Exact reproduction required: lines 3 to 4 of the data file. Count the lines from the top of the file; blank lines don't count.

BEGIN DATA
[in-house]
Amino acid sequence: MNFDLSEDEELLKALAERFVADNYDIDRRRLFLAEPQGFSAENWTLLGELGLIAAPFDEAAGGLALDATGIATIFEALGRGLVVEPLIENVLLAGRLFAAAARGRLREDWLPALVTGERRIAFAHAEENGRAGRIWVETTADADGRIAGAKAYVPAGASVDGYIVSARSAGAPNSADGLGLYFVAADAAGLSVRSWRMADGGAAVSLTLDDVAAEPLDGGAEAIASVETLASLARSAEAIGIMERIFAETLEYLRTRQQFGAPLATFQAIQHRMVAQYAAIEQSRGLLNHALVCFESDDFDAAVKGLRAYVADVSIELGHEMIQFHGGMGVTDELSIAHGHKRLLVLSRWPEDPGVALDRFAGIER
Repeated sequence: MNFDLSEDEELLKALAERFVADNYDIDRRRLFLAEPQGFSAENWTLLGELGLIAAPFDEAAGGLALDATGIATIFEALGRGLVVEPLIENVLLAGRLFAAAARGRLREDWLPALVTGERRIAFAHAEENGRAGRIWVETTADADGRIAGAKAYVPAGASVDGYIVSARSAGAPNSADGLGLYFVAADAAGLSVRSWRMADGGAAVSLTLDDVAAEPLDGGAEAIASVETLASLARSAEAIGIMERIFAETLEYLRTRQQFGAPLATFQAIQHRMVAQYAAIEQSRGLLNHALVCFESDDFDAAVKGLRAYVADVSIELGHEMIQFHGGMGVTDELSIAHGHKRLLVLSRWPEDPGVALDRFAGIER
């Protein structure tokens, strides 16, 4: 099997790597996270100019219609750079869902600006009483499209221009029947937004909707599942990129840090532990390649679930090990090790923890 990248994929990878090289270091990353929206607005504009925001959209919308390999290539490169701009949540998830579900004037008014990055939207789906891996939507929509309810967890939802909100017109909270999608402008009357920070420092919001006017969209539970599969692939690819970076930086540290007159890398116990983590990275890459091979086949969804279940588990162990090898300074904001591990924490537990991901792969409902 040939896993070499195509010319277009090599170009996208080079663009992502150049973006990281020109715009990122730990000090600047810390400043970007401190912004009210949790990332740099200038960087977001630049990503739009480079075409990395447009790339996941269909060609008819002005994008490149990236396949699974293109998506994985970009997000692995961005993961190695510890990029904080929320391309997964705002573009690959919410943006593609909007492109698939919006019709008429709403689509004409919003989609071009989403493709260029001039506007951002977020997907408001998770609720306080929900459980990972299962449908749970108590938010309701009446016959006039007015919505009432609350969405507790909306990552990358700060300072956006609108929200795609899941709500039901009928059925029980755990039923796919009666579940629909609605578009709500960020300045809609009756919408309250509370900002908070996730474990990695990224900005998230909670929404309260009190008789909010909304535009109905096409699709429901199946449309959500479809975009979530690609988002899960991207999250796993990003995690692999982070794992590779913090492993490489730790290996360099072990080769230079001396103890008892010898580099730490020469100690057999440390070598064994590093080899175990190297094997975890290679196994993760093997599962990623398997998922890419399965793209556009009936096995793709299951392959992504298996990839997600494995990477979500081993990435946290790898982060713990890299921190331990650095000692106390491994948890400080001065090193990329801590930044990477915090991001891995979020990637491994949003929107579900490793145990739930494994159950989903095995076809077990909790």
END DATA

Repeated sequence: MNFDLSEDEELLKALAERFVADNYDIDRRRLFLAEPQGFSAENWTLLGELGLIAAPFDEAAGGLALDATGIATIFEALGRGLVVEPLIENVLLAGRLFAAAARGRLREDWLPALVTGERRIAFAHAEENGRAGRIWVETTADADGRIAGAKAYVPAGASVDGYIVSARSAGAPNSADGLGLYFVAADAAGLSVRSWRMADGGAAVSLTLDDVAAEPLDGGAEAIASVETLASLARSAEAIGIMERIFAETLEYLRTRQQFGAPLATFQAIQHRMVAQYAAIEQSRGLLNHALVCFESDDFDAAVKGLRAYVADVSIELGHEMIQFHGGMGVTDELSIAHGHKRLLVLSRWPEDPGVALDRFAGIER
């Protein structure tokens, strides 16, 4: 099997790597996270100019219609750079869902600006009483499209221009029947937004909707599942990129840090532990390649679930090990090790923890 990248994929990878090289270091990353929206607005504009925001959209919308390999290539490169701009949540998830579900004037008014990055939207789906891996939507929509309810967890939802909100017109909270999608402008009357920070420092919001006017969209539970599969692939690819970076930086540290007159890398116990983590990275890459091979086949969804279940588990162990090898300074904001591990924490537990991901792969409902 040939896993070499195509010319277009090599170009996208080079663009992502150049973006990281020109715009990122730990000090600047810390400043970007401190912004009210949790990332740099200038960087977001630049990503739009480079075409990395447009790339996941269909060609008819002005994008490149990236396949699974293109998506994985970009997000692995961005993961190695510890990029904080929320391309997964705002573009690959919410943006593609909007492109698939919006019709008429709403689509004409919003989609071009989403493709260029001039506007951002977020997907408001998770609720306080929900459980990972299962449908749970108590938010309701009446016959006039007015919505009432609350969405507790909306990552990358700060300072956006609108929200795609899941709500039901009928059925029980755990039923796919009666579940629909609605578009709500960020300045809609009756919408309250509370900002908070996730474990990695990224900005998230909670929404309260009190008789909010909304535009109905096409699709429901199946449309959500479809975009979530690609988002899960991207999250796993990003995690692999982070794992590779913090492993490489730790290996360099072990080769230079001396103890008892010898580099730490020469100690057999440390070598064994590093080899175990190297094997975890290679196994993760093997599962990623398997998922890419399965793209556009009936096995793709299951392959992504298996990839997600494995990477979500081993990435946290790898982060713990890299921190331990650095000692106390491994948890400080001065090193990329801590930044990477915090991001891995979020990637491994949003929107579900490793145990739930494994159950989903095995076809077990909790």